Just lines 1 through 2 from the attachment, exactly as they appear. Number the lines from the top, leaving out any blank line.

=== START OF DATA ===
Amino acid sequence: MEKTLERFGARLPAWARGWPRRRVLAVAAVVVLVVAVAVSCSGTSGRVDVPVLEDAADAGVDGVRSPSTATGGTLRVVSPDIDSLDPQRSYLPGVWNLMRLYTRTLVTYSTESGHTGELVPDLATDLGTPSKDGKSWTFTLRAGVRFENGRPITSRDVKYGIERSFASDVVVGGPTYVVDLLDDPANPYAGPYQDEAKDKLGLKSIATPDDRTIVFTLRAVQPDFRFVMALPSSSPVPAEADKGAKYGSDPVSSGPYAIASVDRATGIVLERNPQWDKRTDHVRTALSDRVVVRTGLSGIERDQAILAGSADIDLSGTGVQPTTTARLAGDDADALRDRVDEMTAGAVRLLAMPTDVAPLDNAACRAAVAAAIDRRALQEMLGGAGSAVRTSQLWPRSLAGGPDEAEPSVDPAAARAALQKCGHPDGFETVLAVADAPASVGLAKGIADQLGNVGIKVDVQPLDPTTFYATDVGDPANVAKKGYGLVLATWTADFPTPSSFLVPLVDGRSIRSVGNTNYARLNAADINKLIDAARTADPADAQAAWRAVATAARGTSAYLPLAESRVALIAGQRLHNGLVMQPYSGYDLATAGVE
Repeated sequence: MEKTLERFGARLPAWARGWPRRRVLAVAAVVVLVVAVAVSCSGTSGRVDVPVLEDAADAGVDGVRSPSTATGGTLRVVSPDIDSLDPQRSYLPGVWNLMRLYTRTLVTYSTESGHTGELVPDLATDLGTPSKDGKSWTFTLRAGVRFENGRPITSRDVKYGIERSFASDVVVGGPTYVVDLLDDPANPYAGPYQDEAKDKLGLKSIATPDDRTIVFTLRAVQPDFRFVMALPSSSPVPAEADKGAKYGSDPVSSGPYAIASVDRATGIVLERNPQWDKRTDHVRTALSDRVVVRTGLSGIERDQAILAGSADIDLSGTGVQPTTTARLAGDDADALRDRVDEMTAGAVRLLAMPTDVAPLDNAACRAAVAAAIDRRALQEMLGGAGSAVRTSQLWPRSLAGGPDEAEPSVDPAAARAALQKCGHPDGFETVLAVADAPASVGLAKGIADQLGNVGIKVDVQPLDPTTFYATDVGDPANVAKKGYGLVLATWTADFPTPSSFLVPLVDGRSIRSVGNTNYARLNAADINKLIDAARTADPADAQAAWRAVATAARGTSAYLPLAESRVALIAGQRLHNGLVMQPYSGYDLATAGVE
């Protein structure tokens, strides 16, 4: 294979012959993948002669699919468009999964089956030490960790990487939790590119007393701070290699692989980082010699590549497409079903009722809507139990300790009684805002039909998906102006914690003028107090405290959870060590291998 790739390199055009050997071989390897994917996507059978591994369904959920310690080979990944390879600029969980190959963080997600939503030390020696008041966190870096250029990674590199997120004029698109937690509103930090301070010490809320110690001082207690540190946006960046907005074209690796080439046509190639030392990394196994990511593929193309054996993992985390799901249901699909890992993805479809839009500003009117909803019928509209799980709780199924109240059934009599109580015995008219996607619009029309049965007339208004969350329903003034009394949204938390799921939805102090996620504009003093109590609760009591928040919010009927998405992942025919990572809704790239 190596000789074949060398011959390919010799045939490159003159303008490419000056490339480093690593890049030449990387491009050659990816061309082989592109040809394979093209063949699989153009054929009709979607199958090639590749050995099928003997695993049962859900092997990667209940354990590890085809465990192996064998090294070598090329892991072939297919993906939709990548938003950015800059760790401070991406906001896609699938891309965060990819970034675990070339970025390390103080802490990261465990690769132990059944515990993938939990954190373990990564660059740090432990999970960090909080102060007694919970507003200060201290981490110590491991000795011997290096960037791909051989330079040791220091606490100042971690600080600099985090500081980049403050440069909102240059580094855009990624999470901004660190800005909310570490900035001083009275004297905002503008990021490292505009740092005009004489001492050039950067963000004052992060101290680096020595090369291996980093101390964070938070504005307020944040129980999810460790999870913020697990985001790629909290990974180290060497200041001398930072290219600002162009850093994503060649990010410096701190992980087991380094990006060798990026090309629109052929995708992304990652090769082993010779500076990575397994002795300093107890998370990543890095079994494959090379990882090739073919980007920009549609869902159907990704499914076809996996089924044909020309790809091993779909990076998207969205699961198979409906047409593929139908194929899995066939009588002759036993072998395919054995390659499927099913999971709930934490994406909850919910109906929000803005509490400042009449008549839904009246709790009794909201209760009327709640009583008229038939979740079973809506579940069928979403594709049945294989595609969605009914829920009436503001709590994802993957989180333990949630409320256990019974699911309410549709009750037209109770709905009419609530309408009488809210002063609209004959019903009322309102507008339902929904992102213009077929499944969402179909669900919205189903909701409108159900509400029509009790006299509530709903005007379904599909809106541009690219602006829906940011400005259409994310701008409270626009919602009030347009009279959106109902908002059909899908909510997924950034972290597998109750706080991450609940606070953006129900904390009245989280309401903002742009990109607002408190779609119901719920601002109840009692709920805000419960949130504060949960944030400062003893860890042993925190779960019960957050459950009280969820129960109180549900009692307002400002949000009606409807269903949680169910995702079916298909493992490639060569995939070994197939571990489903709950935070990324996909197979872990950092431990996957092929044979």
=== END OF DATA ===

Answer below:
Amino acid sequence: MEKTLERFGARLPAWARGWPRRRVLAVAAVVVLVVAVAVSCSGTSGRVDVPVLEDAADAGVDGVRSPSTATGGTLRVVSPDIDSLDPQRSYLPGVWNLMRLYTRTLVTYSTESGHTGELVPDLATDLGTPSKDGKSWTFTLRAGVRFENGRPITSRDVKYGIERSFASDVVVGGPTYVVDLLDDPANPYAGPYQDEAKDKLGLKSIATPDDRTIVFTLRAVQPDFRFVMALPSSSPVPAEADKGAKYGSDPVSSGPYAIASVDRATGIVLERNPQWDKRTDHVRTALSDRVVVRTGLSGIERDQAILAGSADIDLSGTGVQPTTTARLAGDDADALRDRVDEMTAGAVRLLAMPTDVAPLDNAACRAAVAAAIDRRALQEMLGGAGSAVRTSQLWPRSLAGGPDEAEPSVDPAAARAALQKCGHPDGFETVLAVADAPASVGLAKGIADQLGNVGIKVDVQPLDPTTFYATDVGDPANVAKKGYGLVLATWTADFPTPSSFLVPLVDGRSIRSVGNTNYARLNAADINKLIDAARTADPADAQAAWRAVATAARGTSAYLPLAESRVALIAGQRLHNGLVMQPYSGYDLATAGVE
Repeated sequence: MEKTLERFGARLPAWARGWPRRRVLAVAAVVVLVVAVAVSCSGTSGRVDVPVLEDAADAGVDGVRSPSTATGGTLRVVSPDIDSLDPQRSYLPGVWNLMRLYTRTLVTYSTESGHTGELVPDLATDLGTPSKDGKSWTFTLRAGVRFENGRPITSRDVKYGIERSFASDVVVGGPTYVVDLLDDPANPYAGPYQDEAKDKLGLKSIATPDDRTIVFTLRAVQPDFRFVMALPSSSPVPAEADKGAKYGSDPVSSGPYAIASVDRATGIVLERNPQWDKRTDHVRTALSDRVVVRTGLSGIERDQAILAGSADIDLSGTGVQPTTTARLAGDDADALRDRVDEMTAGAVRLLAMPTDVAPLDNAACRAAVAAAIDRRALQEMLGGAGSAVRTSQLWPRSLAGGPDEAEPSVDPAAARAALQKCGHPDGFETVLAVADAPASVGLAKGIADQLGNVGIKVDVQPLDPTTFYATDVGDPANVAKKGYGLVLATWTADFPTPSSFLVPLVDGRSIRSVGNTNYARLNAADINKLIDAARTADPADAQAAWRAVATAARGTSAYLPLAESRVALIAGQRLHNGLVMQPYSGYDLATAGVE